As a parent of two boys less than two years apart, both under the age of 5, I often find myself putting out fires in public, scrambling to get home before either has another meltdown. Having tried and tested the textbook techniques on my little ones, I thought I would begin a series of blog posts on techniques that actually work and those that don’t. So here is the first part of the series, “Parenting in Public.”
At the Park – Part 1 (Playing with friends):
There is definitely some truth to the effects of birth order on personality types. In his almost five years, my older son is yet to push anyone out of the way let alone hit someone. My younger one, on the other hand, has no qualms about pushing children twice his size. Of course this often leads to “why hasn’t this child been taught any better” type of looks from other parents!
In such circumstances, I find it easiest to apologize to the parent on behalf of my child, let my child come down the slide or climb the ladder even if it wasn’t his turn, then pick him up and take him away from that area. I quickly explain to him that that was “not okay” because someone could get hurt and if he does it again he will not be able to play in that area any longer for the remainder of our time in the playground. Some parents might disagree with letting him have a turn first but if I were to not allow him to do so it would be impossible to get him to understand what he had done through all the tears and the whining.
I find it useful to give him a warning specific to the particular offense rather than a generalized threat to leave the playground immediately because it gives him an opportunity to correct his mistake. If however, he doesn’t take turns and pushes someone again in a different part of the playground, then I tell him we have to leave because he has repeated the same offense twice. I point out both instances and leave despite all the wailing. I try to bring him back the following day so he remembers his behavior and the consequences from the day before – all the while hoping that he doesn’t do it again. Because even if you are a child therapist, parenting is never easy!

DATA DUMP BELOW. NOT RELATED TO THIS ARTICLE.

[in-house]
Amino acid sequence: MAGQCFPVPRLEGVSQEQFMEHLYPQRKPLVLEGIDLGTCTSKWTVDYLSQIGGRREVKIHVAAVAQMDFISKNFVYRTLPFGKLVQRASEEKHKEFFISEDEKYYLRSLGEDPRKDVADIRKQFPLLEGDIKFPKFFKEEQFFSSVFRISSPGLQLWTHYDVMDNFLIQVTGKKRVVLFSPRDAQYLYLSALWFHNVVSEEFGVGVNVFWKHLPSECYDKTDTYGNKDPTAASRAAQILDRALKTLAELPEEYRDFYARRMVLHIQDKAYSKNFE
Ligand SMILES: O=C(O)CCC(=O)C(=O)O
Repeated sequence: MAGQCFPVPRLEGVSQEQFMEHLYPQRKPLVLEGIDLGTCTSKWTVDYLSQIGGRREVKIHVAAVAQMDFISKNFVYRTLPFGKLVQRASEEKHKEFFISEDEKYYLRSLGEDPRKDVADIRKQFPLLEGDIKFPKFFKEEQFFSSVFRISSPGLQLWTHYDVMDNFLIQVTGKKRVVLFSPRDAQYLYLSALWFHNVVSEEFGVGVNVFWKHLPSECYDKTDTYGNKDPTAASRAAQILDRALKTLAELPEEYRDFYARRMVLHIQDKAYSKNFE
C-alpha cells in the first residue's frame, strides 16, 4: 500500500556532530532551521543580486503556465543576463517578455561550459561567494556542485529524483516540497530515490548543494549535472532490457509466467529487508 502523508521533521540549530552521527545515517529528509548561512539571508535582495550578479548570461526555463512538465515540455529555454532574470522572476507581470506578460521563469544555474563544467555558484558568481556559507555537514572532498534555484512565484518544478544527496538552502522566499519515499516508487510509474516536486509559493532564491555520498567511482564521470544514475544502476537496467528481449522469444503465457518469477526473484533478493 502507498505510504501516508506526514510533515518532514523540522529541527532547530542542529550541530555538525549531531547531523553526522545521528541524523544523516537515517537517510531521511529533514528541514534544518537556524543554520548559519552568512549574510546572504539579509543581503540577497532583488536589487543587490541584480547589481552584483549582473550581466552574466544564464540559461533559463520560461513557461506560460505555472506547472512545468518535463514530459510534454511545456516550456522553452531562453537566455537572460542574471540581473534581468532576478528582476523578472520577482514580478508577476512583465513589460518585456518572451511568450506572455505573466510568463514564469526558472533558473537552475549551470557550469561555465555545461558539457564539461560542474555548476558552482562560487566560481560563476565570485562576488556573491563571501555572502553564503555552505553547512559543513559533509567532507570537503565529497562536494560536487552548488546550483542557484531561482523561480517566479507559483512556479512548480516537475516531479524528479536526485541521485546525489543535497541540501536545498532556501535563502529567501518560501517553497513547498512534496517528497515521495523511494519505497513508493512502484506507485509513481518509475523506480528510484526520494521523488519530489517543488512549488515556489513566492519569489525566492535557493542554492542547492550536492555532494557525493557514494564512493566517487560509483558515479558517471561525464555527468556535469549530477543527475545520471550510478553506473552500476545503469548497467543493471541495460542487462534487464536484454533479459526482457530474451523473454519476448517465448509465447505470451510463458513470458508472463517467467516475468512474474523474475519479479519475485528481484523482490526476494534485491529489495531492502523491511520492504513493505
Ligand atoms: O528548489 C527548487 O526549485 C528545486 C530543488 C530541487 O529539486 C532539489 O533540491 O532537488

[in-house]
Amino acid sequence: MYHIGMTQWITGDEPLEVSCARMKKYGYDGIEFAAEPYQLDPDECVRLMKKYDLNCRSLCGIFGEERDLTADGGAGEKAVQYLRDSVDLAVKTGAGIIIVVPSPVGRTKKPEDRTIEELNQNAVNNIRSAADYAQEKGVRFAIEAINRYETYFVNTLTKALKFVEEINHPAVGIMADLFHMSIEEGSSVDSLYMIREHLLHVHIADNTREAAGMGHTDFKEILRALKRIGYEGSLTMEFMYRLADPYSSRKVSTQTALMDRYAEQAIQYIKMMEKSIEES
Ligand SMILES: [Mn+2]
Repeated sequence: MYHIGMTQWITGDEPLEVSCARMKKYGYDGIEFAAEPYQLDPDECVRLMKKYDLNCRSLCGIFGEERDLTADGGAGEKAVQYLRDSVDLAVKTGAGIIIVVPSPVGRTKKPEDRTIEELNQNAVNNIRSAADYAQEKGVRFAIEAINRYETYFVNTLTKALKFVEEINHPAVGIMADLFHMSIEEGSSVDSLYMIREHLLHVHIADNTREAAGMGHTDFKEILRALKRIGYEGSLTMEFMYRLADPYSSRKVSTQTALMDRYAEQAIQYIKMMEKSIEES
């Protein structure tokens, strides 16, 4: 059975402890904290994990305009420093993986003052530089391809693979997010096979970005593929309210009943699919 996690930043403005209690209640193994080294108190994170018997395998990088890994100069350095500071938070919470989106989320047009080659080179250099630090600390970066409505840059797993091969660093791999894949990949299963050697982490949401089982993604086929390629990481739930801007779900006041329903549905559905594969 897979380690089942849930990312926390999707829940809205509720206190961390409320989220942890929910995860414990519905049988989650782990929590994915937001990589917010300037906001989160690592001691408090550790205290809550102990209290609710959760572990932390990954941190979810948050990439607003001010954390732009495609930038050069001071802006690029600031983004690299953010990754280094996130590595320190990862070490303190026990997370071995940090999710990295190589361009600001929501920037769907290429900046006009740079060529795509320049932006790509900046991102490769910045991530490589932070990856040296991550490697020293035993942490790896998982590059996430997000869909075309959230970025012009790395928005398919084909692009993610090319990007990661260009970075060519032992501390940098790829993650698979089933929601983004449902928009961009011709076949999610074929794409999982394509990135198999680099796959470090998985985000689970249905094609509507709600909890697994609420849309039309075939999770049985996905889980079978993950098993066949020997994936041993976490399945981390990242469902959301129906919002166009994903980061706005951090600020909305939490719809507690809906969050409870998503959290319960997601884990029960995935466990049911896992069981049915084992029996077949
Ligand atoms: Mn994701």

Sara Zaidi, is a child therapist and the creator of Building Healthy Minds and Happy Families. With advanced degrees in psychology and mental health and over ten years of clinical experience, Sara helps parents navigate through the challenging early stages of their children’s lives by explaining the cognitive, emotional and social development of children from a neurological and behavioral perspective. Read her parenting blog at http://www.sara-zaidi.com/parenting-blog/ and visit http://www.sara-zaidi.com to learn more about her work.